But the letter I was seeking remained elusive. Much like that dream of the egalitarian and democratic society that we so cherished twenty years ago. Back in the eighties, it seemed improbable that we would ever attain this dream, but we thought this would be because PW Botha and the ugly black hat brigade would rule this land to the end of time. We did not for a moment countenance the possibility that the heroes of our beloved liberation movement would be selling out our tender hopes for tender hopes of a different kind.
So. Disappointing, that. I would have loved to be able to put my cross next to the ANC on May 7 with the same passionate enthusiasm with which I made my mark next to Madiba’s cheery face. Alas, I would now have put my X almost anywhere in the world but next to Zuma’s self-serving leer.
Because however much the current ANC has dashed our hopes for equality, liberty etc., it is sometimes good to remind ourselves of how truly nasty this country was before 1994. It really was, and those two small reminders – my confiscated items list and my lost typewriter – brought back to me how pervasive state repression was, how commonplace it was for people to be harassed, beaten or killed. Being searched and having documents confiscated was of course very minor harassment in the context of those times, but if it happened to anyone today it would be met with righteous and justified outrage. It was a horrid, horrid place for anyone not classified as white, and a horrid place for anyone with any moral values, whatever the colour of your skin.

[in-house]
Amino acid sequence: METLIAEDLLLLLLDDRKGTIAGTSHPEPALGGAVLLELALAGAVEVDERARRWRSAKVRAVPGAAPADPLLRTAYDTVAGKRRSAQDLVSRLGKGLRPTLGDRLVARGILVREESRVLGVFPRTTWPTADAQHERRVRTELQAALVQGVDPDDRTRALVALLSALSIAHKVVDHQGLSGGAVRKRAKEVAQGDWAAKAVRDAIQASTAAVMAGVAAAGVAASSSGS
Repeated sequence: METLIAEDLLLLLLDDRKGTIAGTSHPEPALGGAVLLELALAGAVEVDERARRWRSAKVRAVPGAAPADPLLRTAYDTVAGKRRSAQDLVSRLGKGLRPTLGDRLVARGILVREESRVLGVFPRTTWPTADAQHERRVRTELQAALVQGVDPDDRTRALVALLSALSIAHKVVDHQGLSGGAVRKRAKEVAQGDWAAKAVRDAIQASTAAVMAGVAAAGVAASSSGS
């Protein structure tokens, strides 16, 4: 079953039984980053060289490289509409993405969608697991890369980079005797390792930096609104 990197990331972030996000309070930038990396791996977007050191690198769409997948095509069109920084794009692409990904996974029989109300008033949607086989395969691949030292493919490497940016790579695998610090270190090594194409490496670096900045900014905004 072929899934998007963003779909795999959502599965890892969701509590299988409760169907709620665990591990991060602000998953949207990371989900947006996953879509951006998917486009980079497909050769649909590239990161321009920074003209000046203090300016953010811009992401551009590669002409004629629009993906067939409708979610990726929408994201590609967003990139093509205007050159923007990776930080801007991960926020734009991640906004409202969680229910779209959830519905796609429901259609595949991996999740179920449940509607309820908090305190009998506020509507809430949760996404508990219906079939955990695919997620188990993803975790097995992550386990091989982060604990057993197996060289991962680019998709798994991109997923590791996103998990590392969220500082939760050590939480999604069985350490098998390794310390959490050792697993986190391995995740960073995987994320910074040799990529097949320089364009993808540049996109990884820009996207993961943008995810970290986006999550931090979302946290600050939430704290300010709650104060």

So yes, I would still vote for the ANC over PW Botha any day of the week. But that’s not saying much. The bar for democracy was set so low by our previous government it was basically invisible, but that doesn’t mean we should not aspire to do a lot better.
And so far we are doing better. Not nearly as well as we should be, but better than a lot of our current leadership would like, I suspect. We can still write rude things about them in the newspapers without someone in a trench coat and a moustache banging on the door at midnight. Thuli Madonsela can still rip into the Nkandla scandal and make sure we all know about it. We still have one day every five years where everyone, from the President lounging in his firepool to the homeless jokes-for-change seller, has exactly the same political power to choose the next government. Before the first democratic election, there was panic buying of baked beans and toilet paper – there seemed to be a belief that the moment a darker hued backside was lowered in the presidential chair, the entire infrastructure of the country would fling up its skirts in alarm and expire on the spot. But while too many of us lack toilets in which to deploy it, toilet paper has remained in steady supply.
So despite our dire predictions (and don’t we South African’s love dire predictions?) about our slide into corruption and dictatorships, democracy is still alive, our country functions (mostly), we haven’t all murdered each other yet. BUT, the report card still echoes almost every teacher who ever commented on my academic progress: Could do better. We could, and we should, and we need to daily remind ourselves of that elusive dream. But maybe we should stop throwing up our hands because our heroes have turned to straw and failed to deliver us Utopia, and focus instead on delivering it ourselves.
I used to believe in grand solutions. When I was twenty years old, I might have sported a red beret and championed Julius Malema’s cockeyed ‘economic freedom’ policies, had he been around to spout them. Now my ambitions are much humbler. Now I recognise that humans are fallible, that power does indeed corrupt, that the global economy is predicated on exploitation and inequality and South Africa does not operate in a vacuum. But I still believe that most people have an impulse towards kindness and fairness, and I believe in the accumulative power of small actions… that old butterfly tsunami thing. So this is my pledge for the next 20 years of democracy (if senility does not take me before they are up): to keep tinkering away at our faulty democracy, and fix whatever bits come to my attention – write a letter, sign a petition, wave a placard, pat an anxious dog, whatever it takes to foster a kinder, more connected, and happier home country. And tidier… where did I put that dratted letter…?